News / Health

    Study: High Percentage of Sudden Heart-Related Deaths Preventable

    Patient in a hospital undergoing heart tests
    Patient in a hospital undergoing heart tests
    Carol Pearson

    There's new medical evidence that women who do not smoke and maintain a healthy weight with diet and exercise can reduce their risk of sudden cardiac death by more than 90 percent. The finding might seem obvious, but for many people it isn't.  

    Sudden cardiac arrest can happen to anybody - young and old alike. It is not a heart attack. It's a mechanical problem where the heart just stops beating. Without emergency medical care, most people who experience it die within minutes.

    Heart disease is the main reason people's hearts suddenly stop. An abnormal heart beat also increases the risk. Age is a factor.

    So is obesity and lack of exercise.

    Although women face the same risk as men for heart problems, they are more likely to delay contacting a doctor or going to an emergency room.

    Stephanie Chiuve, a researcher at Brigham and Women's Hospital in Boston, is one of the co-authors of a study that followed more than 80,000 women for 26 years.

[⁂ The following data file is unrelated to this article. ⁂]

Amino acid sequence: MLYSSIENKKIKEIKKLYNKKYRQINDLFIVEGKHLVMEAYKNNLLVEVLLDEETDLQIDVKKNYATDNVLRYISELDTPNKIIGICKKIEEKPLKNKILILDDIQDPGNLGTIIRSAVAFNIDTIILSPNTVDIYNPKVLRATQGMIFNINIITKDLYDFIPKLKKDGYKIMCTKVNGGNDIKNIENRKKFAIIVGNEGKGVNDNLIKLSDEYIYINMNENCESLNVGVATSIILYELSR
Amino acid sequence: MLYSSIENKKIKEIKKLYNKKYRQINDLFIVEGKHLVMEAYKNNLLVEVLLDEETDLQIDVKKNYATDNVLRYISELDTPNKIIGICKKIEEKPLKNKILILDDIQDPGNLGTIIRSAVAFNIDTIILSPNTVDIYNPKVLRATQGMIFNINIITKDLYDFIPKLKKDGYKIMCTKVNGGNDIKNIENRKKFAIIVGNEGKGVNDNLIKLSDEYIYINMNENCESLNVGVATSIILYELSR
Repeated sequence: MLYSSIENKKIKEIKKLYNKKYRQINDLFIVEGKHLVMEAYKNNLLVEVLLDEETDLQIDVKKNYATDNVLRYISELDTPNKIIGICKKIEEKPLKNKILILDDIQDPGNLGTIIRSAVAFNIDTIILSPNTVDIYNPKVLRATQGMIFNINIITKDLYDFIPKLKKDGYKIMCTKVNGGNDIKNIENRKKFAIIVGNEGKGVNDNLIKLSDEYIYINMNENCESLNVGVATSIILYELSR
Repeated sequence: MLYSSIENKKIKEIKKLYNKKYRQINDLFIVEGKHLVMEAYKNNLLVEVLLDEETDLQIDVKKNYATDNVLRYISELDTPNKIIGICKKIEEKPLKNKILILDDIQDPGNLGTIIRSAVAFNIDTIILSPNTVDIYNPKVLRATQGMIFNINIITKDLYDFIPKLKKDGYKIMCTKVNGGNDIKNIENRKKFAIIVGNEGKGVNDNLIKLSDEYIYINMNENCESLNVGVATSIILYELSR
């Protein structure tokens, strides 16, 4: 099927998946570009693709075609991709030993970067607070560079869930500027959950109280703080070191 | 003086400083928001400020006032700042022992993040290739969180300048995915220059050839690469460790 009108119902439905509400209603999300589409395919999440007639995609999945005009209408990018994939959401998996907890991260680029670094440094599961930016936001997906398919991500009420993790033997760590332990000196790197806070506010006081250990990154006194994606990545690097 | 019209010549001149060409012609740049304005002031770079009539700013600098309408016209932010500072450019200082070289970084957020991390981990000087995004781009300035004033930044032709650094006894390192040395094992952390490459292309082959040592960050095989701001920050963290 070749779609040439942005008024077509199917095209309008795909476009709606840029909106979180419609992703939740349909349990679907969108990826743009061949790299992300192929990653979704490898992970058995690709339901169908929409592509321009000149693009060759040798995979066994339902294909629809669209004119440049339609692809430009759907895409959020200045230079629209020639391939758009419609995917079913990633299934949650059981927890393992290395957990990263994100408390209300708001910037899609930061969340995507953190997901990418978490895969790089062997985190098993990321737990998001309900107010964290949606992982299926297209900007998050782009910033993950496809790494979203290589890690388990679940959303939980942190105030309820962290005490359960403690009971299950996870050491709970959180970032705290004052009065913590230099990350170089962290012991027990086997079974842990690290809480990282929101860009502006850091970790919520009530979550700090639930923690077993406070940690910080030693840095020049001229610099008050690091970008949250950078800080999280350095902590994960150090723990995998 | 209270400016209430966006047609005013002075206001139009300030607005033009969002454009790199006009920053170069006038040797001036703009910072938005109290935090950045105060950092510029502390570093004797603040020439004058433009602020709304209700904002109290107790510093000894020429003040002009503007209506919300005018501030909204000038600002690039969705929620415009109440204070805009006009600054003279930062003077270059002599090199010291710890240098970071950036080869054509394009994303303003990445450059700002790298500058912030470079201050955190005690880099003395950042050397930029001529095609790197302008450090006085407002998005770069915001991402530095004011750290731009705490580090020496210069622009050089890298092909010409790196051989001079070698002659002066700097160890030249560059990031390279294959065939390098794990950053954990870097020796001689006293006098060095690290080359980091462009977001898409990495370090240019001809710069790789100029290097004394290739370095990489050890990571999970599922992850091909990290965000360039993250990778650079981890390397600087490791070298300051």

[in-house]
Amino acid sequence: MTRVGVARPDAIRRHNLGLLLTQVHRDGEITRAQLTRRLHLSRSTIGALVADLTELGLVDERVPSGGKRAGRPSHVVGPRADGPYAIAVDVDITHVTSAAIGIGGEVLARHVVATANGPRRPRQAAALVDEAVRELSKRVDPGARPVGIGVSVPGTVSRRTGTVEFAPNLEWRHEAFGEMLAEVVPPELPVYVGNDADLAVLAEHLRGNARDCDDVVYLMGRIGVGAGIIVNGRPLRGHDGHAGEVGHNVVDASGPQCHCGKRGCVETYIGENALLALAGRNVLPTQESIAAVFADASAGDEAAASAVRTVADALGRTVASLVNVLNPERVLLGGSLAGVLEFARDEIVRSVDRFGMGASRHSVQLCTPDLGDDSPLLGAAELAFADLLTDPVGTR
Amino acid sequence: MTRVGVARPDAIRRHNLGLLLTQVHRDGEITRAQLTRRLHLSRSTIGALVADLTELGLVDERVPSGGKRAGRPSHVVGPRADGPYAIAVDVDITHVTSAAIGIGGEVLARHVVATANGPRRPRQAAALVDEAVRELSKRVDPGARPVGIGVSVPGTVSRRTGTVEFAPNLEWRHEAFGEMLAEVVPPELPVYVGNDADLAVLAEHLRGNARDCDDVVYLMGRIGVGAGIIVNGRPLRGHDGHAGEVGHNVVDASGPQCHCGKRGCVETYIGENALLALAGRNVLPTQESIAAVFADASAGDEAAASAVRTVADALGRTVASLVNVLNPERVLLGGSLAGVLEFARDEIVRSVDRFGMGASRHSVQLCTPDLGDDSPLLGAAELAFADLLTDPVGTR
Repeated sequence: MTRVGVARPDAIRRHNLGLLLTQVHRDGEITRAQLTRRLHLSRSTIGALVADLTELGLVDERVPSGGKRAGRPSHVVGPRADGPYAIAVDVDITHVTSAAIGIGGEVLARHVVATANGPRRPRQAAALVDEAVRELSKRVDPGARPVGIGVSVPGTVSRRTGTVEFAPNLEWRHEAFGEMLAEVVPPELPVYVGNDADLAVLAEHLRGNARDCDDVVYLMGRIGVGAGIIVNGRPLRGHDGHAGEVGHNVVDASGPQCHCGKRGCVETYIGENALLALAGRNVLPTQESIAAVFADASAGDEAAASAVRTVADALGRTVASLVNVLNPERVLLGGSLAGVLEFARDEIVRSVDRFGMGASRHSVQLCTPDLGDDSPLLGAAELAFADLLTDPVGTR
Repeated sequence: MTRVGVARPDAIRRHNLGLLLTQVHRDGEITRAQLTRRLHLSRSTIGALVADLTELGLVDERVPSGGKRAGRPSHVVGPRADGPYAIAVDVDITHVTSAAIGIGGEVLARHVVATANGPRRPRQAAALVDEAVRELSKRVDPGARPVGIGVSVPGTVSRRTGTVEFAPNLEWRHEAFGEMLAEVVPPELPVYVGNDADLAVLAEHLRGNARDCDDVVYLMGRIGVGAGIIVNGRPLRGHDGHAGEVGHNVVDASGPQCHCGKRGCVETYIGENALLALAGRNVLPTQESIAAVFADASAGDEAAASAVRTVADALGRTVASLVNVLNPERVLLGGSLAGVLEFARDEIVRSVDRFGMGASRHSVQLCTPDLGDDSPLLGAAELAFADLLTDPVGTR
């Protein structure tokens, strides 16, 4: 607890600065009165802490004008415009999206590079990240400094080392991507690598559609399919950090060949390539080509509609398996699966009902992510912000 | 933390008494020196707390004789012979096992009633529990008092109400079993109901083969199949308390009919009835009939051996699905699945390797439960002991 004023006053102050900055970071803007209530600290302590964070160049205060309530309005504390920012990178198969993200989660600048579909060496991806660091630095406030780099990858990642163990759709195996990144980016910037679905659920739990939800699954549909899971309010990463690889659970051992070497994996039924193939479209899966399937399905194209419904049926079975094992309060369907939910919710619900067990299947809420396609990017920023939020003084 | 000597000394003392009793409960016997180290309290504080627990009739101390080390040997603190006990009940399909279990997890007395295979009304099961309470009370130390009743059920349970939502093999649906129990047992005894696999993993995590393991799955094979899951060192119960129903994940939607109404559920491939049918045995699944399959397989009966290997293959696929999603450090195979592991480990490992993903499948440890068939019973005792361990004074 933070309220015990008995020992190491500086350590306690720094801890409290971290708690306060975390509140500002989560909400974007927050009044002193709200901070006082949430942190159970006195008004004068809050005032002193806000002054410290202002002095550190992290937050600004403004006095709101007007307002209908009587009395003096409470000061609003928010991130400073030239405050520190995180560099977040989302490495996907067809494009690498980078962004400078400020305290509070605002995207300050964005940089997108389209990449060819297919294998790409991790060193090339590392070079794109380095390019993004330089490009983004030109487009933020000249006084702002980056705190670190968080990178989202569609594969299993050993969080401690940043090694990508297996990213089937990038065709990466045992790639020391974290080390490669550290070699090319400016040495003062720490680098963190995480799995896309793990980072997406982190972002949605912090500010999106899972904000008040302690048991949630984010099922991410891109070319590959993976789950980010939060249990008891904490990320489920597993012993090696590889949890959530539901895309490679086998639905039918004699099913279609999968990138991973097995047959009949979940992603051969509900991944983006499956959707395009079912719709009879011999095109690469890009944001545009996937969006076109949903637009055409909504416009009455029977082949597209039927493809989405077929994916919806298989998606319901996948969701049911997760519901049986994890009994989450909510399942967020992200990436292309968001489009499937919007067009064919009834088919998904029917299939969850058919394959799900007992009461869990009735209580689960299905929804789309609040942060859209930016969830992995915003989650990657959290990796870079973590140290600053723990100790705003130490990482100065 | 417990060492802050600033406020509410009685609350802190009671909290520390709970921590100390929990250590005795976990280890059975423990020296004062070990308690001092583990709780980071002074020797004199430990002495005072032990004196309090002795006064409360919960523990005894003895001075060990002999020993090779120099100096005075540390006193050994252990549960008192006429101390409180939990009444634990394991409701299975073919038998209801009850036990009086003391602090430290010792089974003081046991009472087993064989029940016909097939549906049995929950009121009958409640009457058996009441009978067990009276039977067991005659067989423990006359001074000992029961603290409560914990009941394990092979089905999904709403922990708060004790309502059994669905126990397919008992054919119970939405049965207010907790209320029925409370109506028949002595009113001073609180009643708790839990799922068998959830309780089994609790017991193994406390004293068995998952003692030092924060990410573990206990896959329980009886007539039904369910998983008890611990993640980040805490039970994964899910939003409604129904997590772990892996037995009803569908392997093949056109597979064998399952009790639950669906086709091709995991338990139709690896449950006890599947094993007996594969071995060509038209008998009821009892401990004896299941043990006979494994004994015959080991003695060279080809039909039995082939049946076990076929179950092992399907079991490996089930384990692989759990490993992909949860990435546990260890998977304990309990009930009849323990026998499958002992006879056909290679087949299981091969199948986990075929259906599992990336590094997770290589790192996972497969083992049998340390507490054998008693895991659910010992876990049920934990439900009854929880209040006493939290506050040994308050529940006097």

"The objective of our study was to examine the burden of sudden cardiac death that may be due to unhealthy lifestyle habits," she said.

    The participants reported on their smoking, exercise and eating habits.  

    Among the women who volunteered for this study, some had heart disease and others didn't. Chiuve says the results were consistent in both groups.

    "Within this population, approximately 81 percent of all sudden cardiac deaths [might] have been prevented had all of the women adhered to a healthy lifestyle," she said.

    But the study found that women who maintained a healthy weight through diet and exercise, and also didn't smoke, lowered their risk of sudden cardiac death even more - by 92 percent.

    The message is clear: eat plenty of fruits and vegetables - and exercise. Doctors generally recommend between five and nine servings daily.

    And exercise? One cardiologist says the type of exercise doesn't matter. 

    "Some of this activity doesn't have to be an exercise program," Dr. Paul Thompson said. "It simply has to be not sitting. There are some studies that show that you get a lot of the benefits of exercise simply by being on your feet and not sitting at a desk."

    In the United States, sudden cardiac arrest causes more than 300,000 deaths each year.  The World Health Organization reports that heart disease accounts for more than 15 million deaths, or about 30 percent of the global total, every year.  If public health initiatives work to decrease risk factors for heart disease, doctors say the numbers of people dying from sudden cardiac arrest and other heart conditions should decrease as well.

    The study was published in the Journal of the American Medical Association.

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